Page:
After taking over as CPO within SAP, Marcell quickly moved to address the e-procurement issue, owing to his previous laptop shopping experience. In 2011, he started an upgrade process to leverage SAP SRM 7. This upgrade initiative would ultimately become sidetracked (although 7.02 workflows into SAP ERP on HANA for vendor invoice management would be deployed) with the acquisition of Ariba.
At the same time of this initial technology initiative, Marcell would also begin to put in place a combination of global category frameworks (and support) with local buying centers designed to optimize strategic program elements (e.g., sourcing/negotiation) and minimize transactional costs.
Andale Andale Ariba!
After these initial steps, the next question in Marcell’s mind was what to do on the systems side. He decided that 2012 would be a “fresh start” for SAP e-procurement and that they would attempt to set the record (based on implementation speed) for a global Ariba cloud implementation. After SAP acquired Ariba, there were operational integration components from a procurement perspective, such as moving Ariba contracts onto SAP paper and taking advantage of the leverage of the parent organization.
But the real prize (for SAP Procurement) was using Ariba itself. Marcell and Bob Calderoni (Ariba’s then-president) agreed to a three-month implementation rollout timeline to put all of SAP’s 70,000 employees onto Ariba (the number today is 85,000). The program was to be a showcase of the speed with which a complex, global organization could move to cloud purchasing.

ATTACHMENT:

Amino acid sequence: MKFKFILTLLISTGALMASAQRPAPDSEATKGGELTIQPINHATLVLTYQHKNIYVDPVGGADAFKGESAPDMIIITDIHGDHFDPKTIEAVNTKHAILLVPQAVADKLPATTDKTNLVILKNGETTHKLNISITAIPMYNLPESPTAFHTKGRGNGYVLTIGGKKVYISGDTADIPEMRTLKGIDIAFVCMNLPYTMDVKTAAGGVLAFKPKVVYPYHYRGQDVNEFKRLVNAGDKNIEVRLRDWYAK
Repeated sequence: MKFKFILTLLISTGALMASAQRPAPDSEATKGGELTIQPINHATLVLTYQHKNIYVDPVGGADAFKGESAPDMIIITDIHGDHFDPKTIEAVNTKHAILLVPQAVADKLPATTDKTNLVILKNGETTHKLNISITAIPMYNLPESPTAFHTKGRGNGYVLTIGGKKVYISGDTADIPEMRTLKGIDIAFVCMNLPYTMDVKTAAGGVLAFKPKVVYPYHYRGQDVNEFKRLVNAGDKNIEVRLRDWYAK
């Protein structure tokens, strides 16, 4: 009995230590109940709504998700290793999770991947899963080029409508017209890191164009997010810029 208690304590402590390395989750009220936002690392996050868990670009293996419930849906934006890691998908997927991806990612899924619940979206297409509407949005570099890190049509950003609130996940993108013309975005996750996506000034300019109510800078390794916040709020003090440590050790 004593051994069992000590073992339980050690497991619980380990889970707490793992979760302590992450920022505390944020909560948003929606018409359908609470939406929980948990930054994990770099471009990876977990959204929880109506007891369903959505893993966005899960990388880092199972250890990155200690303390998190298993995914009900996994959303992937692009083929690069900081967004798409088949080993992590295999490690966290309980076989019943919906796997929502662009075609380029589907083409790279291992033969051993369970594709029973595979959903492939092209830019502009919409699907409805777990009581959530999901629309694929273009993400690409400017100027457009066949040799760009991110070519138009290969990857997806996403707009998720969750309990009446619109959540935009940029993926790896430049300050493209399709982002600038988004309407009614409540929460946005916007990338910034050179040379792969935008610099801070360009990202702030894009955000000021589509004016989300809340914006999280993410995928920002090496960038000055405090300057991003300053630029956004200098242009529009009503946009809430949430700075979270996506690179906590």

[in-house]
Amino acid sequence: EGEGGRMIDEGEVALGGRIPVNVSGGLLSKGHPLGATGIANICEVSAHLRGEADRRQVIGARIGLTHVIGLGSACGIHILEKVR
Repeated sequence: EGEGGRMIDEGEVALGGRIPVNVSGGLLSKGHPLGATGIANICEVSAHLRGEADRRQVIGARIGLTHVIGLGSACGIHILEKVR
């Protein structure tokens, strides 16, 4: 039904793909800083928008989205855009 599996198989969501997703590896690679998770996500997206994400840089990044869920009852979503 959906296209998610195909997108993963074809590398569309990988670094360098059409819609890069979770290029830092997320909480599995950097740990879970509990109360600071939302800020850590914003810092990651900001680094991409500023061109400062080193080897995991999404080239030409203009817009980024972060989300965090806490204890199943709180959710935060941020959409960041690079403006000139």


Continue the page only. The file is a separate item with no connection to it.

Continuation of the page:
The project would start in January of 2012 with the goal of being live (and having stories to tell) in time for SAP Sapphire in May of that year. Marcell and his team accomplished the goal in three months, although it was a “tough journey,” owing to all of the custom interfaces and integrations at the time that needed to be built. (In 2012 API-drive cloud integration into back-end systems was still nascent.) Fortunately, being SAP, they had the technical resources in-house to do it.
Silencing the Naysayers and Standardizing Practices
Despite the custom integration requirements and hiccups, Marcell was more than satisfied with the breakneck speed with which they could get the system up and running — although there were internal hurdles, such as business users and different groups wanting to maintain customized processes within Ariba. Marcell and his team eventually won these arguments by suggesting they just adopt best and standardized practices and workflows, which they did.
To be continued…